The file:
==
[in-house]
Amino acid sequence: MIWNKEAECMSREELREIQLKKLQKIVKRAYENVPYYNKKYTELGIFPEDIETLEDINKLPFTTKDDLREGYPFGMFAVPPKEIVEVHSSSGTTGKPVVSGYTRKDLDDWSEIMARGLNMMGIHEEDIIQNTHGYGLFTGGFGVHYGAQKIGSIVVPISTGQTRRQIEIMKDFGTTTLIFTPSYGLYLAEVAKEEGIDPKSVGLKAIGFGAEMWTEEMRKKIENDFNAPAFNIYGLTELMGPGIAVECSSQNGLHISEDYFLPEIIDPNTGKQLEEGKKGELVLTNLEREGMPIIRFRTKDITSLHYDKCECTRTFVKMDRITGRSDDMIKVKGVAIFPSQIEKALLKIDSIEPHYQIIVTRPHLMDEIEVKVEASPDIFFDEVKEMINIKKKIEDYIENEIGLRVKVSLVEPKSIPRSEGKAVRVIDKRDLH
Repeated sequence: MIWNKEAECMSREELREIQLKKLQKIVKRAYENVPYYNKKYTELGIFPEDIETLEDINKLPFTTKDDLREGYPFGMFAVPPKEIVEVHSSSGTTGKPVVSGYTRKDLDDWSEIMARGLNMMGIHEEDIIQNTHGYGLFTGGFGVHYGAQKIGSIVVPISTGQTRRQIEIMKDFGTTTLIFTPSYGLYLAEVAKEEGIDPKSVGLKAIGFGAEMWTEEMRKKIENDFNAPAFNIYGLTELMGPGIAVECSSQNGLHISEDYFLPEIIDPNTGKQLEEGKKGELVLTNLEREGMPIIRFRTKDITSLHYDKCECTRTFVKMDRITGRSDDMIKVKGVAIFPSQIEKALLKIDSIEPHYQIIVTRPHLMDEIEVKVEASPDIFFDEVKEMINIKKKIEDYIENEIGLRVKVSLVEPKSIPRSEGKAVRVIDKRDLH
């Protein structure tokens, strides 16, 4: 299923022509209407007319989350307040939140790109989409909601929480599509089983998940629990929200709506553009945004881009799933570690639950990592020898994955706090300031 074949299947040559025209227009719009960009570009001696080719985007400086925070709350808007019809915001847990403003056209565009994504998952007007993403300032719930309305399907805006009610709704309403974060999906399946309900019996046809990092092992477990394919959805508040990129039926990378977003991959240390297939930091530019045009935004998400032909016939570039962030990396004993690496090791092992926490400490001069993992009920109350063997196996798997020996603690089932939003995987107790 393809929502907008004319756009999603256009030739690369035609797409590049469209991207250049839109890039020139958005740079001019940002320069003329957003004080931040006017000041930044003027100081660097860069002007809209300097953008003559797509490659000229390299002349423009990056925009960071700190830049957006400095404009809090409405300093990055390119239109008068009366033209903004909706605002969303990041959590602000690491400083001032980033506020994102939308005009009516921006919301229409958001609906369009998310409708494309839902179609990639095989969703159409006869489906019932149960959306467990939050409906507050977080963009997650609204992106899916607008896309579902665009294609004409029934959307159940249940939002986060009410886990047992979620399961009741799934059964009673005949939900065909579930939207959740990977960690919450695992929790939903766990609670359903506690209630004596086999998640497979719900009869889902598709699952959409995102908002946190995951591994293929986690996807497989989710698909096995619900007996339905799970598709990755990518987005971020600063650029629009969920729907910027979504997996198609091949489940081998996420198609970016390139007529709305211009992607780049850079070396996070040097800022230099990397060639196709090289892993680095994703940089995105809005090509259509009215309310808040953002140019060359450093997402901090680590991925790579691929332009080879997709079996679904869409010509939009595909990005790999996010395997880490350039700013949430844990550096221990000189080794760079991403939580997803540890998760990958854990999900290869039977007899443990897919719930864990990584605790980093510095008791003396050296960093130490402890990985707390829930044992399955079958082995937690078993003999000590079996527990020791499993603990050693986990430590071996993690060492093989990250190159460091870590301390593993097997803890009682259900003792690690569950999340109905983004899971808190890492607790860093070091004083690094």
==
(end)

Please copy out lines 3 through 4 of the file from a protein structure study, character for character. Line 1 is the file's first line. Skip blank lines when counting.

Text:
Repeated sequence: MIWNKEAECMSREELREIQLKKLQKIVKRAYENVPYYNKKYTELGIFPEDIETLEDINKLPFTTKDDLREGYPFGMFAVPPKEIVEVHSSSGTTGKPVVSGYTRKDLDDWSEIMARGLNMMGIHEEDIIQNTHGYGLFTGGFGVHYGAQKIGSIVVPISTGQTRRQIEIMKDFGTTTLIFTPSYGLYLAEVAKEEGIDPKSVGLKAIGFGAEMWTEEMRKKIENDFNAPAFNIYGLTELMGPGIAVECSSQNGLHISEDYFLPEIIDPNTGKQLEEGKKGELVLTNLEREGMPIIRFRTKDITSLHYDKCECTRTFVKMDRITGRSDDMIKVKGVAIFPSQIEKALLKIDSIEPHYQIIVTRPHLMDEIEVKVEASPDIFFDEVKEMINIKKKIEDYIENEIGLRVKVSLVEPKSIPRSEGKAVRVIDKRDLH
């Protein structure tokens, strides 16, 4: 299923022509209407007319989350307040939140790109989409909601929480599509089983998940629990929200709506553009945004881009799933570690639950990592020898994955706090300031 074949299947040559025209227009719009960009570009001696080719985007400086925070709350808007019809915001847990403003056209565009994504998952007007993403300032719930309305399907805006009610709704309403974060999906399946309900019996046809990092092992477990394919959805508040990129039926990378977003991959240390297939930091530019045009935004998400032909016939570039962030990396004993690496090791092992926490400490001069993992009920109350063997196996798997020996603690089932939003995987107790 393809929502907008004319756009999603256009030739690369035609797409590049469209991207250049839109890039020139958005740079001019940002320069003329957003004080931040006017000041930044003027100081660097860069002007809209300097953008003559797509490659000229390299002349423009990056925009960071700190830049957006400095404009809090409405300093990055390119239109008068009366033209903004909706605002969303990041959590602000690491400083001032980033506020994102939308005009009516921006919301229409958001609906369009998310409708494309839902179609990639095989969703159409006869489906019932149960959306467990939050409906507050977080963009997650609204992106899916607008896309579902665009294609004409029934959307159940249940939002986060009410886990047992979620399961009741799934059964009673005949939900065909579930939207959740990977960690919450695992929790939903766990609670359903506690209630004596086999998640497979719900009869889902598709699952959409995102908002946190995951591994293929986690996807497989989710698909096995619900007996339905799970598709990755990518987005971020600063650029629009969920729907910027979504997996198609091949489940081998996420198609970016390139007529709305211009992607780049850079070396996070040097800022230099990397060639196709090289892993680095994703940089995105809005090509259509009215309310808040953002140019060359450093997402901090680590991925790579691929332009080879997709079996679904869409010509939009595909990005790999996010395997880490350039700013949430844990550096221990000189080794760079991403939580997803540890998760990958854990999900290869039977007899443990897919719930864990990584605790980093510095008791003396050296960093130490402890990985707390829930044992399955079958082995937690078993003999000590079996527990020791499993603990050693986990430590071996993690060492093989990250190159460091870590301390593993097997803890009682259900003792690690569950999340109905983004899971808190890492607790860093070091004083690094």